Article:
The Logic of Employing Empathy

woman talking on the phone

The details we can uncover about an individual or an organization through a website, a Google search or reviewing an internal file are all extremely valuable and they do support our ability to be a storyfinder.

But often, they are only the tip of the iceberg.

The deeper story is not visible on our screens. Discovering it relies on our ability to employ empathy, a skill many of us shy away from because we believe it requires us to inspire emotional conversations.

That’s not true.

There’s a simple logic to empathy that makes it one of the most powerful skills we can develop. And it’s available to everyone … with a little practice.

Why is empathy so powerful? And how can you access it consistently?

The word empathy first came into use in 1908 from the German Einfühlung, Ein meaning “in” and Fühlung meaning “feeling”. So, yes, there is an emotional aspect to employing empathy. But … the skill is not creating or making something emotional. The skill is taking the time to understand (be “in”) the feelings of your prospects and clients.

If the word “feeling” is still making you uncomfortable, substitute the word “situation”.

You employ your empathy by allowing yourself to be in a prospect’s current situation.

You take the time to consider their experience of life right now, as you are speaking to them, working with them.

Here’s an example:

At the beginning of the pandemic, one of my most active clients went silent. It wasn’t a surprise. Everyone was scrambling.

Their West coast team was the first to re-approach me in January 2021. The tone of the conversation was very different. There was a deeper level of hesitation, a type of uncertainty about what they wanted to do that was highly unusual.

After we spoke I simply sat at my desk and thought about what it might be like to be in this company, this industry. What would a typical day look like? What would be expected of my contact? What would be expected of their team members? How would this impact their time, their stress levels?

I quickly realized several things:

  1. Everyone had needed to quickly learn new technologies in the past 10 months;
  2. They were all still adjusting to a hybrid workforce;
  3. They were struggling to meet the demands of their own clients;
  4. They were exhausted and really tired of online training sessions and meetings.

The result? I created a series of 30-minute training sessions for them. Each one focused on a single topic and skill, and included an action plan for them to start using the skill immediately.

This training, which I call micro-learning, was not only a perfect fit for this client but has become one of my most popular training formats for all teams across all industries.

And it came from my taking the time to be “in feeling”, or empathetic. It’s a logical process of stepping back from facts and figures, of putting aside your need to get the sale or receive a quick answer to something, and simply thinking about the other person’s world, their circumstances.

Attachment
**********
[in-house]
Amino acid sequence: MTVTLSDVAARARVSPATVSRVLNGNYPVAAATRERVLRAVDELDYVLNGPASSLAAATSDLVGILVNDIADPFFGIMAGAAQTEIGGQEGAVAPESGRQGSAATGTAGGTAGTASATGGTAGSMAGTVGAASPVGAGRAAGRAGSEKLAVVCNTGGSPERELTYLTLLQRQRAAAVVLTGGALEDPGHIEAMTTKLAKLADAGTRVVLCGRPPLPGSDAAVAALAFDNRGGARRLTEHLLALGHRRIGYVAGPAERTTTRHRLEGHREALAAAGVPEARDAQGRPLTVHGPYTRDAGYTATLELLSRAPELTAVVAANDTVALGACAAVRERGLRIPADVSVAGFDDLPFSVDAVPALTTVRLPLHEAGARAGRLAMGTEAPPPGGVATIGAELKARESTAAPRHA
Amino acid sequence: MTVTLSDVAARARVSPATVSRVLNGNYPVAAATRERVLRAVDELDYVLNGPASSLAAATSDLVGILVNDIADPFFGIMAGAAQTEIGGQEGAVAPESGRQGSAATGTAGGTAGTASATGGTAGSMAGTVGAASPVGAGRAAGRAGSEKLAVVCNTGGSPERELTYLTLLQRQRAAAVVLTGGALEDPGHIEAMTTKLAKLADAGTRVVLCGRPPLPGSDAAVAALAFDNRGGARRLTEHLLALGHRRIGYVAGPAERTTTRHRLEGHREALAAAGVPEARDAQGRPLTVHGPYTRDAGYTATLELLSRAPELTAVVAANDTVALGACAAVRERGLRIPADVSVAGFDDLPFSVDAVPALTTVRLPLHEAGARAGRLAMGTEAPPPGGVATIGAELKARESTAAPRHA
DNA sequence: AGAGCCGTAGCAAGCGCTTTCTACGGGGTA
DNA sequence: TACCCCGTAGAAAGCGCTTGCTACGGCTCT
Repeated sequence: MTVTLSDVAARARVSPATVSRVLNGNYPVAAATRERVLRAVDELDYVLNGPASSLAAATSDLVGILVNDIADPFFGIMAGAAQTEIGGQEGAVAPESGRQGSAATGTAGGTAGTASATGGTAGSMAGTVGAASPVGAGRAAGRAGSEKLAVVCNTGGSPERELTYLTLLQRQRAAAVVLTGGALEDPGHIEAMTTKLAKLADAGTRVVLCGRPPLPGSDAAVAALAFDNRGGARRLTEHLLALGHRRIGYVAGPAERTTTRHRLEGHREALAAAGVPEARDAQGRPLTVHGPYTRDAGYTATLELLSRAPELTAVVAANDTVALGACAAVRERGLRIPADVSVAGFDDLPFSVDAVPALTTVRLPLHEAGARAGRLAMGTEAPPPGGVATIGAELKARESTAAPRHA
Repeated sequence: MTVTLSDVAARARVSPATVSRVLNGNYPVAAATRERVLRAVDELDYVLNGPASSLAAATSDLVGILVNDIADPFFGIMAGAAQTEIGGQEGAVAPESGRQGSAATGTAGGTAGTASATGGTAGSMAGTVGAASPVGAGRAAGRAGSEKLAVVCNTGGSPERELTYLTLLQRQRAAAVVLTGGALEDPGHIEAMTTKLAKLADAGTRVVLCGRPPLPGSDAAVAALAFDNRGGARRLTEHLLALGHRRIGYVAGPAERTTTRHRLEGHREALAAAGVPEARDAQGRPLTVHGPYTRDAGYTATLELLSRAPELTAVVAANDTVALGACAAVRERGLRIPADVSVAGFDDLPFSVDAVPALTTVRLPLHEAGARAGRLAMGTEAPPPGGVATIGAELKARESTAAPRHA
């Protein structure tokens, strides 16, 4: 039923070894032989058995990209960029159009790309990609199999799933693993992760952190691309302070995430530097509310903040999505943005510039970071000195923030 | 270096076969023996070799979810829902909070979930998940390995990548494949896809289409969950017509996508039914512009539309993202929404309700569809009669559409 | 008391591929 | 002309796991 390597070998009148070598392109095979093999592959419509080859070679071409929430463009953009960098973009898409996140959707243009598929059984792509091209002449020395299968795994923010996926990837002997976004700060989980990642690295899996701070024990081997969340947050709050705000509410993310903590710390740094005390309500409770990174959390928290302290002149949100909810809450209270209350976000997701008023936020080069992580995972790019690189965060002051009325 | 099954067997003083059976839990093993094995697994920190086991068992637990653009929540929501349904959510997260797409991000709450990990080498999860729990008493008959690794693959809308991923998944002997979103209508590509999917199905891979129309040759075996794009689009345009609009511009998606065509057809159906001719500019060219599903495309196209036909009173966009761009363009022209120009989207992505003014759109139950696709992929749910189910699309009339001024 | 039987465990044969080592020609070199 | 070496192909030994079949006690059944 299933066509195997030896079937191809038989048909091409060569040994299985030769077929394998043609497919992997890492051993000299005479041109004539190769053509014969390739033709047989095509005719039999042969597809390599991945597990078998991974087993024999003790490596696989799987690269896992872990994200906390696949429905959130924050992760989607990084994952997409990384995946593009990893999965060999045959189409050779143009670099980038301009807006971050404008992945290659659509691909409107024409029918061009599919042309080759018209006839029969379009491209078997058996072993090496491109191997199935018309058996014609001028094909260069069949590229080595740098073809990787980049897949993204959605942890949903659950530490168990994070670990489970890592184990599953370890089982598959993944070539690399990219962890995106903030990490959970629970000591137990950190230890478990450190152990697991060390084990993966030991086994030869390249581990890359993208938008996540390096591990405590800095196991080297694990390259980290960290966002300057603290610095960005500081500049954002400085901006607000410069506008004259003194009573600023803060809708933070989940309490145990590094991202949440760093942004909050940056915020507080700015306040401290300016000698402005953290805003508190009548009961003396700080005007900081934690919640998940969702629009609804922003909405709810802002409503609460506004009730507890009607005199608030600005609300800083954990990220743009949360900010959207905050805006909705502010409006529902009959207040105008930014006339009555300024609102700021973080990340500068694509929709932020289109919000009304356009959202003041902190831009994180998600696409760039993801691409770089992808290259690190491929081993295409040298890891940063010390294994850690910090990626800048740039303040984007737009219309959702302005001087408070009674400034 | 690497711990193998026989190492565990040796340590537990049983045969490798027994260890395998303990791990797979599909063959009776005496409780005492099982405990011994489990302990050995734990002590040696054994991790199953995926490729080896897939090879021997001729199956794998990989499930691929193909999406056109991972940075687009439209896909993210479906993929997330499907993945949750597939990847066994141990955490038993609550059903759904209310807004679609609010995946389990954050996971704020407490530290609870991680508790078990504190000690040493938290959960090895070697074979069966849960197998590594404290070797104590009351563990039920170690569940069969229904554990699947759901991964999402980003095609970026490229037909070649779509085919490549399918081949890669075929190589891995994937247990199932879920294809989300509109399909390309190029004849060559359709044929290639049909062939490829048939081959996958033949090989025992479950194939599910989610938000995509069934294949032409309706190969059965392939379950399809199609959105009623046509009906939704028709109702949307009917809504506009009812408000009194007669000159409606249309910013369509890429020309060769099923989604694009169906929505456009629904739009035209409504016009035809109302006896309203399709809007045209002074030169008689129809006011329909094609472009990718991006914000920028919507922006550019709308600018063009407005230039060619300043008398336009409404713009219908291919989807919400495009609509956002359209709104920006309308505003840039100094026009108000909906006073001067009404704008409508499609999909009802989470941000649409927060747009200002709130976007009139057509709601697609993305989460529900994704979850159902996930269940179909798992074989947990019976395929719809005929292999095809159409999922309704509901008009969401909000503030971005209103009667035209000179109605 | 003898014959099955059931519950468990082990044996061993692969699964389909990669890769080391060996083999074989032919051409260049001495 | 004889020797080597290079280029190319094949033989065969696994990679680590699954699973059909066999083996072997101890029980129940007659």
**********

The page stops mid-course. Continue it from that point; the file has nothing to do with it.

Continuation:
Use empathy to uncover the deeper story.

Of course, you can’t uncover all the details this way. And sometimes you can be completely unfamiliar with an industry or service.

When this is the case, you can ignite your empathy by:

  1. Scanning the news to see what situations are possibly impacting a prospect/client;
  2. Viewing their recent posts and/or press releases for information about current activities;
  3. Speaking to connections or colleagues that are more familiar with that industry or service; and
  4. Asking your contact more open-ended questions to expand the conversation.

Questions such as:

“What current events are impacting your industry right now?”

“What’s the biggest challenge for your company right now?”

“Tell me a bit more about how you are impacted by … ?”

Empathy is the true champion of storyfinding. It demands that you stop thinking about yourself, your desired outcome, and give your full attention to not only the needs of your prospect/client but to how they are experiencing life at this moment.

Employing empathy results in greater trust, increased loyalty and, perhaps most importantly, more clarity. Empathy gives you the ability to deeply understand the “why” behind a prospect’s/client’s actions and reactions, and allows you to deliver what they need.

Empathy is one of several skills needed to become a storyfinder.

Storyfinding allows our prospects/client to share with us their challenges, triumphs, experiences and desires. This is where our value takes root and how they understand that their answer to working with us must be “yes”. Learn more about storyfinding here.


Explore more articles about storyfinding here.

Are you ready to uncover your own storyfinding skills? Regardless of your business, product or service, storyfinding is the key to creating consistent revenue and exceeding your sales goals. Click here to book a call so we can discuss how I might support you.

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